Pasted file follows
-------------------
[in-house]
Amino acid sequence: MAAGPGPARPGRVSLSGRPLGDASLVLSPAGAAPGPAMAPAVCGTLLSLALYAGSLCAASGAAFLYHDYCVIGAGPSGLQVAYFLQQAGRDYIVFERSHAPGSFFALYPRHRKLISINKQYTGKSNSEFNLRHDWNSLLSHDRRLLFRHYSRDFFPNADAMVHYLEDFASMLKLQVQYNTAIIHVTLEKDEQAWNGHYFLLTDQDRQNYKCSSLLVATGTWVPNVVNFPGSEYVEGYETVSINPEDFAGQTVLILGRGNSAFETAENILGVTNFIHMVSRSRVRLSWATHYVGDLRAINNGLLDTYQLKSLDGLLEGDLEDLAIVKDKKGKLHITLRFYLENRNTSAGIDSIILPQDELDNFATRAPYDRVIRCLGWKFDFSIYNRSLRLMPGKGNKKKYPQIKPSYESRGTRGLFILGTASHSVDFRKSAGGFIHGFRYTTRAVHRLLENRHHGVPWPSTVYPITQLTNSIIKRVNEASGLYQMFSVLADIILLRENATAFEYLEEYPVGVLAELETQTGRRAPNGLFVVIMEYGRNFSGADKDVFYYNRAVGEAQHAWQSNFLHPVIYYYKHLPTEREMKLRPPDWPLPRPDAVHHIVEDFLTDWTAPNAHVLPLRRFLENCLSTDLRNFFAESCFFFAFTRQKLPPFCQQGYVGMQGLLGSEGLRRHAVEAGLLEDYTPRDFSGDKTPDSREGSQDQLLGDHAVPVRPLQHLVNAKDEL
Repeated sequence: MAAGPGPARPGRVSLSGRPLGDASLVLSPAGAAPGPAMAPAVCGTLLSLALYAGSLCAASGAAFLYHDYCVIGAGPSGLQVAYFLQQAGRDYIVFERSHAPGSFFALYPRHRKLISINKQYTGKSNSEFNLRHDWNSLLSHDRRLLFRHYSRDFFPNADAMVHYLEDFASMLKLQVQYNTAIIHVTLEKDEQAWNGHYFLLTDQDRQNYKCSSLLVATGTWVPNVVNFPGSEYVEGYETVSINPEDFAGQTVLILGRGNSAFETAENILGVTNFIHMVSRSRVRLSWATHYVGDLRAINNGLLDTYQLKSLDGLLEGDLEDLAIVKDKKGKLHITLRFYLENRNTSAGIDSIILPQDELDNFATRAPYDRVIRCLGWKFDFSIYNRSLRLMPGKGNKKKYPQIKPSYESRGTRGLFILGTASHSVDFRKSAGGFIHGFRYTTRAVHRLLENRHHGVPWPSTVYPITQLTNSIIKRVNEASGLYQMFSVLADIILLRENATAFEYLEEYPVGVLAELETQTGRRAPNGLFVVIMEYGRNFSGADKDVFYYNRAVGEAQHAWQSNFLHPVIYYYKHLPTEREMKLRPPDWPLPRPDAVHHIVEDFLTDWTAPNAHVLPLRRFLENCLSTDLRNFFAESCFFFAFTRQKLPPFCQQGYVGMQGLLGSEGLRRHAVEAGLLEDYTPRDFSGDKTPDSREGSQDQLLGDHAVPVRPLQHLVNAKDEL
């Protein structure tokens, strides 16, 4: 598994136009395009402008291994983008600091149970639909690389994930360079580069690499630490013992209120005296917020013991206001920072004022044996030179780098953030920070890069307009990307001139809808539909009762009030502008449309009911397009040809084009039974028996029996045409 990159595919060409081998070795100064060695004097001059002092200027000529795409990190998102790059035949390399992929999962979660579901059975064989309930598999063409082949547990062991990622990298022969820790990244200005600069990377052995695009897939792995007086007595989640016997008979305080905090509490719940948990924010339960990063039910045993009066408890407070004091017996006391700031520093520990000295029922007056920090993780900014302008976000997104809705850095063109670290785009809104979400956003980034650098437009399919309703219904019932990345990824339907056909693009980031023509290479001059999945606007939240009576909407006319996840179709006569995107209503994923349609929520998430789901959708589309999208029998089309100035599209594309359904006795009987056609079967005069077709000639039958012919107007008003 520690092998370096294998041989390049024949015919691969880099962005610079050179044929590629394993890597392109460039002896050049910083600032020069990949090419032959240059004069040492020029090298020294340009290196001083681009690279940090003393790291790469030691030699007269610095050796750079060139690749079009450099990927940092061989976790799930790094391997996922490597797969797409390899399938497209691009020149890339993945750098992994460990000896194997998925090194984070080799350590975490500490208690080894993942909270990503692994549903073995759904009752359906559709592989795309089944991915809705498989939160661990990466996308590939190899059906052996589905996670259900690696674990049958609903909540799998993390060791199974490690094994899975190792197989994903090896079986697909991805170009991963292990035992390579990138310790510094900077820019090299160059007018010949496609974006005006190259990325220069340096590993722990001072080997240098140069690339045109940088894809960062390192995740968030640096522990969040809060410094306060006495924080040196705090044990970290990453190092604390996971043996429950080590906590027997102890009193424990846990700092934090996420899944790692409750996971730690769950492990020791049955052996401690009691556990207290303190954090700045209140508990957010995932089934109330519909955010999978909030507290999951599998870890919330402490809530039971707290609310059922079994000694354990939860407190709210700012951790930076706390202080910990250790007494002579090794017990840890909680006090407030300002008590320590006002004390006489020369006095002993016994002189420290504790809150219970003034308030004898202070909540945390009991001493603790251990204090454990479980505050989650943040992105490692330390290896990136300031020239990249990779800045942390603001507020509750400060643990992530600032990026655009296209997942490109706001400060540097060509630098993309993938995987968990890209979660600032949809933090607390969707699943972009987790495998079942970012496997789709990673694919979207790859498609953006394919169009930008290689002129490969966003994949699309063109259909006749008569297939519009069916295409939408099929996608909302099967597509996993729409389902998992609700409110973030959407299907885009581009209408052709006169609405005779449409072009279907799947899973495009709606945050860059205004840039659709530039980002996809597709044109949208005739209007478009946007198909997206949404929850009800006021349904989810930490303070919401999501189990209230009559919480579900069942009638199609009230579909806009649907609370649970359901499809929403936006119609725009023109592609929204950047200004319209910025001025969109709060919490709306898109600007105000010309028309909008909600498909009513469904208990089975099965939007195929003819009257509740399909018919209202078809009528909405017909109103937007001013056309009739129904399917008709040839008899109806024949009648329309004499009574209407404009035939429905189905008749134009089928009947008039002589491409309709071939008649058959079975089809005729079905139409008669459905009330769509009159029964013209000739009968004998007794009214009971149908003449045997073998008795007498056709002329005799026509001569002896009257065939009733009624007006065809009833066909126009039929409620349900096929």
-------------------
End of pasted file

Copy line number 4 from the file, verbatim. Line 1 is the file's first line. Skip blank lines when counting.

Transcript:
């Protein structure tokens, strides 16, 4: 598994136009395009402008291994983008600091149970639909690389994930360079580069690499630490013992209120005296917020013991206001920072004022044996030179780098953030920070890069307009990307001139809808539909009762009030502008449309009911397009040809084009039974028996029996045409 990159595919060409081998070795100064060695004097001059002092200027000529795409990190998102790059035949390399992929999962979660579901059975064989309930598999063409082949547990062991990622990298022969820790990244200005600069990377052995695009897939792995007086007595989640016997008979305080905090509490719940948990924010339960990063039910045993009066408890407070004091017996006391700031520093520990000295029922007056920090993780900014302008976000997104809705850095063109670290785009809104979400956003980034650098437009399919309703219904019932990345990824339907056909693009980031023509290479001059999945606007939240009576909407006319996840179709006569995107209503994923349609929520998430789901959708589309999208029998089309100035599209594309359904006795009987056609079967005069077709000639039958012919107007008003 520690092998370096294998041989390049024949015919691969880099962005610079050179044929590629394993890597392109460039002896050049910083600032020069990949090419032959240059004069040492020029090298020294340009290196001083681009690279940090003393790291790469030691030699007269610095050796750079060139690749079009450099990927940092061989976790799930790094391997996922490597797969797409390899399938497209691009020149890339993945750098992994460990000896194997998925090194984070080799350590975490500490208690080894993942909270990503692994549903073995759904009752359906559709592989795309089944991915809705498989939160661990990466996308590939190899059906052996589905996670259900690696674990049958609903909540799998993390060791199974490690094994899975190792197989994903090896079986697909991805170009991963292990035992390579990138310790510094900077820019090299160059007018010949496609974006005006190259990325220069340096590993722990001072080997240098140069690339045109940088894809960062390192995740968030640096522990969040809060410094306060006495924080040196705090044990970290990453190092604390996971043996429950080590906590027997102890009193424990846990700092934090996420899944790692409750996971730690769950492990020791049955052996401690009691556990207290303190954090700045209140508990957010995932089934109330519909955010999978909030507290999951599998870890919330402490809530039971707290609310059922079994000694354990939860407190709210700012951790930076706390202080910990250790007494002579090794017990840890909680006090407030300002008590320590006002004390006489020369006095002993016994002189420290504790809150219970003034308030004898202070909540945390009991001493603790251990204090454990479980505050989650943040992105490692330390290896990136300031020239990249990779800045942390603001507020509750400060643990992530600032990026655009296209997942490109706001400060540097060509630098993309993938995987968990890209979660600032949809933090607390969707699943972009987790495998079942970012496997789709990673694919979207790859498609953006394919169009930008290689002129490969966003994949699309063109259909006749008569297939519009069916295409939408099929996608909302099967597509996993729409389902998992609700409110973030959407299907885009581009209408052709006169609405005779449409072009279907799947899973495009709606945050860059205004840039659709530039980002996809597709044109949208005739209007478009946007198909997206949404929850009800006021349904989810930490303070919401999501189990209230009559919480579900069942009638199609009230579909806009649907609370649970359901499809929403936006119609725009023109592609929204950047200004319209910025001025969109709060919490709306898109600007105000010309028309909008909600498909009513469904208990089975099965939007195929003819009257509740399909018919209202078809009528909405017909109103937007001013056309009739129904399917008709040839008899109806024949009648329309004499009574209407404009035939429905189905008749134009089928009947008039002589491409309709071939008649058959079975089809005729079905139409008669459905009330769509009159029964013209000739009968004998007794009214009971149908003449045997073998008795007498056709002329005799026509001569002896009257065939009733009624007006065809009833066909126009039929409620349900096929």